In a second aspect of the present invention, a method of recovering a finite duration of N symbols of a finite duration digitally-modulated received radio signal is provided. The method includes the steps of receiving a signal and sampling the signal at a sampling period T1 to generate a batch of K1 time-domain samples, wherein the sampling frequency is not a multiple of the symbol frequency. The batch of K1 time-domain samples are transformed to the frequency-domain to provide a batch of K1 frequency-domain samples. Zeros are appended to the K1 frequency-domain batch of samples to provide a batch of K2 samples in the frequency-domain where K2 >K1. The batch of K2 frequency-domain samples are multiplied by a set of frequency-domain K2 complex gains (ai : i=1 to K2), to provide a batch of K2 frequency-domain samples. The batch of K2 frequency-domain samples is broken into K2 /N batches of N samples which are added to each other to generate a single batch of N samples. The single batch of N samples is inverse transformed to obtain N time-domain samples which are the desired transmitted symbols.

In this manner, a batch of digitally-modulated received time-domain samples, wherein the sampling frequency is not a multiple of the symbol frequency, can be recovered by transforming the batch into the frequency-domain, processing the frequency-domain samples and inverse transforming the batch back into the time-domain to recover the desired received time-domain symbols. K2 is assumed to be greater than K1 with the K1 frequency-domain samples are padded by (K2 -K1) zeros. The zero padded frequency domain samples correspond to the sampling rate of the received signal which is a multiplicative of N, the number of symbols.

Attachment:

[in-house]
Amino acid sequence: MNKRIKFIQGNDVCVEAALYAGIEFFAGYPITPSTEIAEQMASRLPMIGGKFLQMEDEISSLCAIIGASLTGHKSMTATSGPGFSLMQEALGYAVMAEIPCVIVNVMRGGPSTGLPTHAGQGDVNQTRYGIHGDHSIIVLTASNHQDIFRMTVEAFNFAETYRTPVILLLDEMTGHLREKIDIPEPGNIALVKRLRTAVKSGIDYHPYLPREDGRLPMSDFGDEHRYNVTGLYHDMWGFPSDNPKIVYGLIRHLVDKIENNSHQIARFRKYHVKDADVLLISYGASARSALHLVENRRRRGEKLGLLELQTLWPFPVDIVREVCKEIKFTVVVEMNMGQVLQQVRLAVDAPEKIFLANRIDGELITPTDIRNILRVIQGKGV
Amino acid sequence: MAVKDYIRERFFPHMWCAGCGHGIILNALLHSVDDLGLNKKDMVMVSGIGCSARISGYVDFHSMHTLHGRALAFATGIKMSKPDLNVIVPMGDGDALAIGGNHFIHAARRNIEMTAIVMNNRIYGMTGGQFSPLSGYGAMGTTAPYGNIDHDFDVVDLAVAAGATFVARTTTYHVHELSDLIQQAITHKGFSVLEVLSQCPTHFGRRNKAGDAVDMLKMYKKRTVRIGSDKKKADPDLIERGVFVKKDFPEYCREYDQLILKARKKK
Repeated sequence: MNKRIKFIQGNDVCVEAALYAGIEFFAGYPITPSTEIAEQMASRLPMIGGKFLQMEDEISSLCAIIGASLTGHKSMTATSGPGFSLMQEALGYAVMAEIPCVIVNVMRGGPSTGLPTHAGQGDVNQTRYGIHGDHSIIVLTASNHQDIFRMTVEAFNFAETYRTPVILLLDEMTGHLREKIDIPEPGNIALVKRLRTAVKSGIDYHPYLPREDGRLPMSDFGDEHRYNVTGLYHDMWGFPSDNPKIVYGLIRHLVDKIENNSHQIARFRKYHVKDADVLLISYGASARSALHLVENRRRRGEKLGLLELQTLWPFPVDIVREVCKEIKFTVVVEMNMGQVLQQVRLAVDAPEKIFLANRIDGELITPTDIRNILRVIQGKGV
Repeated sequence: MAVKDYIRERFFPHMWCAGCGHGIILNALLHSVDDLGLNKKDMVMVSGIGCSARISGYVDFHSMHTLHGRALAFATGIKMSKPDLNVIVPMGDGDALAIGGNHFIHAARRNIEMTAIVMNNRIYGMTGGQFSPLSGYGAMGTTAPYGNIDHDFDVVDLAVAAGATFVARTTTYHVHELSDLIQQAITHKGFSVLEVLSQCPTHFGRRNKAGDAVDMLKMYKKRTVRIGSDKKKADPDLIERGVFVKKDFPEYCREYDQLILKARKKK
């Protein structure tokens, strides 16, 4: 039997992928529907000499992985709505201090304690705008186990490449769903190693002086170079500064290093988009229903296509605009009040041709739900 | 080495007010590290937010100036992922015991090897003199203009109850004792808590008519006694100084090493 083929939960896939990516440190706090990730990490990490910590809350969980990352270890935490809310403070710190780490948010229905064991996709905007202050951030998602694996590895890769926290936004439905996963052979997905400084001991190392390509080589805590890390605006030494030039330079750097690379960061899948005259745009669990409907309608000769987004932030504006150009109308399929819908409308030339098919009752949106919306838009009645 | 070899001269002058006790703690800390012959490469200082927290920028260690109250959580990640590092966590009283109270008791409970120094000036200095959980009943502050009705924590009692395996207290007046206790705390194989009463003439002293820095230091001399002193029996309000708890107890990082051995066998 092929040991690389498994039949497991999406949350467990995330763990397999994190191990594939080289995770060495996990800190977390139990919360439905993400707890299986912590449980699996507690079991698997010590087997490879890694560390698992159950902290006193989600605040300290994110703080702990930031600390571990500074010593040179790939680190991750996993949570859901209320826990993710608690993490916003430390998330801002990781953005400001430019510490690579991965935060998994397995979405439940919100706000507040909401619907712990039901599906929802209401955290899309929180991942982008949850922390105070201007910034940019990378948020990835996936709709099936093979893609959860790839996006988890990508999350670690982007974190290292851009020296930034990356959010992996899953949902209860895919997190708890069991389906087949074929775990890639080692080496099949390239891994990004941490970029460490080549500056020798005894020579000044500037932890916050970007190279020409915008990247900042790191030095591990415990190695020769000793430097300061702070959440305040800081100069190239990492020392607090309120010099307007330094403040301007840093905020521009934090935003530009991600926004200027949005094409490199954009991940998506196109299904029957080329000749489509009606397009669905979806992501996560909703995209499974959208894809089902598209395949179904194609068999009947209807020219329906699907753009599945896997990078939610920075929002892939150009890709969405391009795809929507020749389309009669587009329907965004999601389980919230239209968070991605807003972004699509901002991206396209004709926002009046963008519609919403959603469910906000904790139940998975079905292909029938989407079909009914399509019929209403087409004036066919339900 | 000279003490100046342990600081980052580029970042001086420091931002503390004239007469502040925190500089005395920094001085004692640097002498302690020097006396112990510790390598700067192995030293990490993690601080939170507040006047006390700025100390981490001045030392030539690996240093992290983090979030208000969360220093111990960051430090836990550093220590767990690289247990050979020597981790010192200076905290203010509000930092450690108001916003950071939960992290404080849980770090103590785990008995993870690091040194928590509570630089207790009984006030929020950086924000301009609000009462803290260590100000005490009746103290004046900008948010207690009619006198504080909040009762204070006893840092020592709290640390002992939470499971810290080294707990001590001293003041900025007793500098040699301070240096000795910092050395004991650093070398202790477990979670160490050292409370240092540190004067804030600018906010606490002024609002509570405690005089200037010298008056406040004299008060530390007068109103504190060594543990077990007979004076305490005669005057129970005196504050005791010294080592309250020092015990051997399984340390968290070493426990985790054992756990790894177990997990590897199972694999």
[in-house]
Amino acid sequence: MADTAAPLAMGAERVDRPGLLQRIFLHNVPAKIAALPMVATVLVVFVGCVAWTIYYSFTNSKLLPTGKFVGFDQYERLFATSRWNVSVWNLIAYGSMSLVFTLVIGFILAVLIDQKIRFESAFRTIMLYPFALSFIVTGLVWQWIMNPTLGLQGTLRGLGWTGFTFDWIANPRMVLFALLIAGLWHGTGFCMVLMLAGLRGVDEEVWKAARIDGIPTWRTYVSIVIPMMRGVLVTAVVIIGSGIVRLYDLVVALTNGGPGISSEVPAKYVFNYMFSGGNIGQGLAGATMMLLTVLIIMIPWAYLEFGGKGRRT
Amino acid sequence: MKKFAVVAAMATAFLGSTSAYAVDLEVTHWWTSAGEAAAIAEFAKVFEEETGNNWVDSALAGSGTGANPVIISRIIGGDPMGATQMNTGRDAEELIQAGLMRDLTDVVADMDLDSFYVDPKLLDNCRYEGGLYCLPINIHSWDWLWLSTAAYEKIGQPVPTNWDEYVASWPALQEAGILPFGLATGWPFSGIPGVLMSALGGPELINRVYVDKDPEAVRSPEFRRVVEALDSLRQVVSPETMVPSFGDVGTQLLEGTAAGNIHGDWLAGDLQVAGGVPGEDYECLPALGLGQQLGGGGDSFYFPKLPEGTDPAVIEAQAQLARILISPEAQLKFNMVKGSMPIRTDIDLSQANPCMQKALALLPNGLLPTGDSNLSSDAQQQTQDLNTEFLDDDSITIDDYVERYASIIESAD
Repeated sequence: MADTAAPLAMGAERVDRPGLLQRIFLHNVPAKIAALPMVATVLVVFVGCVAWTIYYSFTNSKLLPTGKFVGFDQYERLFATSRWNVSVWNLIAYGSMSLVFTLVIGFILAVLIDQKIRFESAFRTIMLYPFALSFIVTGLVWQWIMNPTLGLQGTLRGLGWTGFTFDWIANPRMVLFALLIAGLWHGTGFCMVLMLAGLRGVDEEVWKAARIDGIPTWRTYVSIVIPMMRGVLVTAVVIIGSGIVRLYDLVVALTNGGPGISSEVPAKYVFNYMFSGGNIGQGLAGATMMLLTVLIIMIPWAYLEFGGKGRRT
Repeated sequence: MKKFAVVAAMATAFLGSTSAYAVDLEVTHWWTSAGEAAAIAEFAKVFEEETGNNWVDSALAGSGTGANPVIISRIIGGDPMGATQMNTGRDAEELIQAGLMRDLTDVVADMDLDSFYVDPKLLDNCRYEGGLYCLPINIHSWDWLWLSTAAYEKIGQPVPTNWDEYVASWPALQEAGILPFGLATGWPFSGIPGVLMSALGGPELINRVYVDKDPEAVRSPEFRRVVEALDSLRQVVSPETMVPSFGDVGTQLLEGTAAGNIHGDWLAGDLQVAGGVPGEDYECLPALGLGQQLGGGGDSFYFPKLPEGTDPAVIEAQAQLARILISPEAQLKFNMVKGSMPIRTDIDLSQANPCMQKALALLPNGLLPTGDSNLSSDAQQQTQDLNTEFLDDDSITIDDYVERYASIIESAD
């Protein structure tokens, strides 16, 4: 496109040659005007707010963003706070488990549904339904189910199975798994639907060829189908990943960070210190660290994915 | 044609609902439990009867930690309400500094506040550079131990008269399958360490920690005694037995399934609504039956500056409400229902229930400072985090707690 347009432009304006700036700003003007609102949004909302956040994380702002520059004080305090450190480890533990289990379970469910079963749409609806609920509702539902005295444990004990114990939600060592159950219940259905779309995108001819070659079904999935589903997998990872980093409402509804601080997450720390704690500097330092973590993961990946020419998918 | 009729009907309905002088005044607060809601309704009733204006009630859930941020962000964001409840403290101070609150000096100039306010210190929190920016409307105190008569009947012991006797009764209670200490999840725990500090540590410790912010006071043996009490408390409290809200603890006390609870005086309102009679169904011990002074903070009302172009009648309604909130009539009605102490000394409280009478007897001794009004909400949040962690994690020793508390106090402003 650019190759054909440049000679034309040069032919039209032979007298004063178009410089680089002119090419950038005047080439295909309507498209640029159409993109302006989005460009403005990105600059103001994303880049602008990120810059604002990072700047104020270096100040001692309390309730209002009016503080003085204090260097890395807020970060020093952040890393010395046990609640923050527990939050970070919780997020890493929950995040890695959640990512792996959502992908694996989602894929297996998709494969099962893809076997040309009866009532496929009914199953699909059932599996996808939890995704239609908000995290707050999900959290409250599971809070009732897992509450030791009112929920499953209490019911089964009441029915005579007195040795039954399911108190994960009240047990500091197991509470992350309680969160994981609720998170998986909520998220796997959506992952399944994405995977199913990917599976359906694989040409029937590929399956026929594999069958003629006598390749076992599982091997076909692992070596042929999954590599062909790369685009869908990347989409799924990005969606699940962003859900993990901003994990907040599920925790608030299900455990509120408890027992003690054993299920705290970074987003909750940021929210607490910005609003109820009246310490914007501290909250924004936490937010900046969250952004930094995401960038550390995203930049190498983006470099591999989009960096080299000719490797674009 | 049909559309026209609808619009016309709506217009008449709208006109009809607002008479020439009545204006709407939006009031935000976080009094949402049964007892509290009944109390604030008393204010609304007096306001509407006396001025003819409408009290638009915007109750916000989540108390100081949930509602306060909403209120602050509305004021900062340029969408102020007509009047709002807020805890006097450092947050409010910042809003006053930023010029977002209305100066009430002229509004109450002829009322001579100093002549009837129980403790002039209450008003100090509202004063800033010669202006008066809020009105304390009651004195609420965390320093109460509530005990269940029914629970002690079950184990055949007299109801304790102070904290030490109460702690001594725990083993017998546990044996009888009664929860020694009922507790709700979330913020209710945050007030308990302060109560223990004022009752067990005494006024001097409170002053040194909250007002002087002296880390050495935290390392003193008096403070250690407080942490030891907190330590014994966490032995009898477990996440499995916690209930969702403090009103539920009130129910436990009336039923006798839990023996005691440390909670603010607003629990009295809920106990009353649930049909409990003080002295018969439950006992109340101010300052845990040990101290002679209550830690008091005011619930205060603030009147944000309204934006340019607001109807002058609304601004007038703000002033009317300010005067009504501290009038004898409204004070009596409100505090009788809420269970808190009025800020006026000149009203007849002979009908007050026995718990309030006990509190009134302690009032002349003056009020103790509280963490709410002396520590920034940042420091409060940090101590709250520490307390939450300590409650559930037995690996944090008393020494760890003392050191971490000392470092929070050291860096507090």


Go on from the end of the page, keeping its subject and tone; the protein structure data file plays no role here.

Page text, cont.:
In a preferred embodiment of the present invention, the K2 complex gains (ai : i=1 to K2), are calculated by evaluating the receiver pulse shape filter response gi in the frequency-domain to obtain the batch of K2 complex values (gi : i=1 to K2). Further, the complex gains gi (gi : i=1 to K2) are normalised by breaking the batch of K2 complex gains gi into K2 /N batches of N samples (gij : i=1 to N, j=1 to K2 /N) and adding the absolute squares of the K2 /N batches to each other to generate a single batch of N normalising values (qi : i=1 to N) such that qi =sum |gij |2 : j=1 to K2 /N!. Constants ei may be added to each qi to allow the introduction of arbitrary design parameters into the frequency-domain receiver design process. Normalising (gij : i=1 to N) of each j is then performed by dividing the values gij by the values qi to obtain a new set of gains (aij =gij /qi : i=1 to N, j=1 to K2 /N). The K2 /N subgroups (aij) are then combined back into a single group to be used as the (ai) complex gains.

In this manner, the computational complexity of calculating the inverse transform of the batch of frequency-domain samples is greatly simplified.

The receiver pulse shape filter response gi may be pre-stored, or alternatively the parameters ai may be pre-calculated and pre-stored if the channel characteristics are known apriori.